Sikowis: How come?
Alden: I mean people should know that what happened in the past or else the history is just going to repeat itself. Just the same thing that happens over and over right? Seems like it isn’t going to stop if people don’t take action and more people like Reynolds is going to ban stuff.
Sikowis: And you had an interesting idea, you had said that teachers can’t teach critical race theory right? But students can. Can you tell us more about that?
Alden: The governor only said that teachers couldn’t say stuff like that and they couldn’t teach stuff like that, but that doesn’t mean schools can’t just be used to teach inside like only teachers.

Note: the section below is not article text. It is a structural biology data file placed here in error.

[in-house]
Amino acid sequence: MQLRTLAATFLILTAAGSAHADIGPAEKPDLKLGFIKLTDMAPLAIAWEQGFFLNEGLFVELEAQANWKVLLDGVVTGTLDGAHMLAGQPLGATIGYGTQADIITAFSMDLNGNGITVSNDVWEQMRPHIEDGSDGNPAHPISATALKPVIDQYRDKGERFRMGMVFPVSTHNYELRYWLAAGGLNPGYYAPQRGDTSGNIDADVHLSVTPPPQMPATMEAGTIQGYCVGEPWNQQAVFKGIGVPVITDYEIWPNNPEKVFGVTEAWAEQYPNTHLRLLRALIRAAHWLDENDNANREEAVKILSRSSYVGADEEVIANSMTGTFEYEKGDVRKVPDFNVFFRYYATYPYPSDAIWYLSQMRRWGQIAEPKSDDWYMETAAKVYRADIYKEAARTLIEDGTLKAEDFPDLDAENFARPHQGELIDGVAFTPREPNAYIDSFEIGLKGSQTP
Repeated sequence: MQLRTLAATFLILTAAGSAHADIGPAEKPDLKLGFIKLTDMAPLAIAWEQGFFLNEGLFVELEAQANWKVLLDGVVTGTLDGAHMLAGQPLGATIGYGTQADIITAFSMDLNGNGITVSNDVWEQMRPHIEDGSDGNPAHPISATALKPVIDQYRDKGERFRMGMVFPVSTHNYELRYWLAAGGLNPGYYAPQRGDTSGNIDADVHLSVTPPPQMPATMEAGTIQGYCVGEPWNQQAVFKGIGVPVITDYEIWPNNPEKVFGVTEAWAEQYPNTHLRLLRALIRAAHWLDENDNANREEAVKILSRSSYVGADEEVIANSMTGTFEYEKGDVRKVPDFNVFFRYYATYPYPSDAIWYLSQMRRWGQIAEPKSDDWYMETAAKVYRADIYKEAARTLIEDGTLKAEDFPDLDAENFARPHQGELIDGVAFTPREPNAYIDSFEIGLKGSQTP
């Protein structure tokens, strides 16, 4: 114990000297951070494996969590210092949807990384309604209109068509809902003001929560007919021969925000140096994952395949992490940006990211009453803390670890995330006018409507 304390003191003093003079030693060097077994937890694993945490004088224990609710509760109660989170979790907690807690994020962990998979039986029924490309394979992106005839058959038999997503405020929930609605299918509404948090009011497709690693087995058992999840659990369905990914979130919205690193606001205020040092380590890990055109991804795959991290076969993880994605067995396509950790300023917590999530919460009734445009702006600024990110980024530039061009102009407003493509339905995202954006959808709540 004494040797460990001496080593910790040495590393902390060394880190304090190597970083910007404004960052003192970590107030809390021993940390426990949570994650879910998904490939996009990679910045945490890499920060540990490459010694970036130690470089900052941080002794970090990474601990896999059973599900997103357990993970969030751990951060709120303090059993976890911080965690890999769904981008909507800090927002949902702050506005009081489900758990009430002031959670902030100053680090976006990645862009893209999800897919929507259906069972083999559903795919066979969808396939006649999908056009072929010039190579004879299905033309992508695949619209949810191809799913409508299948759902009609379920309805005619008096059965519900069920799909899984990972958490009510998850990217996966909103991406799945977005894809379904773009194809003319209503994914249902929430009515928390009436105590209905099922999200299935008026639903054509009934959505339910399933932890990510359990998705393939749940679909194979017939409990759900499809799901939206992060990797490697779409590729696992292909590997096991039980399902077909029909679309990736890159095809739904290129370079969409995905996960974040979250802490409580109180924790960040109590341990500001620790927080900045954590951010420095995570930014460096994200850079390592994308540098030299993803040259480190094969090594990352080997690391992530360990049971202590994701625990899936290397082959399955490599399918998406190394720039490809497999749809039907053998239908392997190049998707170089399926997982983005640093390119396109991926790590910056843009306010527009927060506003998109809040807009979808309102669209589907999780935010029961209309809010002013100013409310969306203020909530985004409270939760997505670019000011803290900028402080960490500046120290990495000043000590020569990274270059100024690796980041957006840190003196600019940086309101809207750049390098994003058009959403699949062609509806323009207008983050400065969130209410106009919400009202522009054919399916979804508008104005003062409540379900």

Sikowis: So, who would teach like you want?
Alden: Kids to teach each other. Yeah the more educated kids that are like me I guess that know about what happened in the past.
Sikowis: Very good thank you so much Alden. We appreciate you making those remarks. That took a lot of bravery for him. I’m very proud of that.
I hope you guys could hear that. He basically thinks that if teachers can’t teach critical race theory then why can’t students do it? So that’s his idea. He thinks that students can teach each other in their spare time. During recess during, lunch time and that’s something that he’s going to try to do. So, we have a book that he’s going to share called 500 Years After Columbus, which is a curriculum guide for teaching better indigenous studies for k-12. So, he’s already taking a look at that.

Just as the final report from the National Inquiry into Missing and Murdered Indigenous Women and Girls triggered shock waves across the country, bringing conversations about violence against Indigenous people into the classroom, so did the discovery of 215 children’s remains at the Kamloops Indian Residential School earlier this year.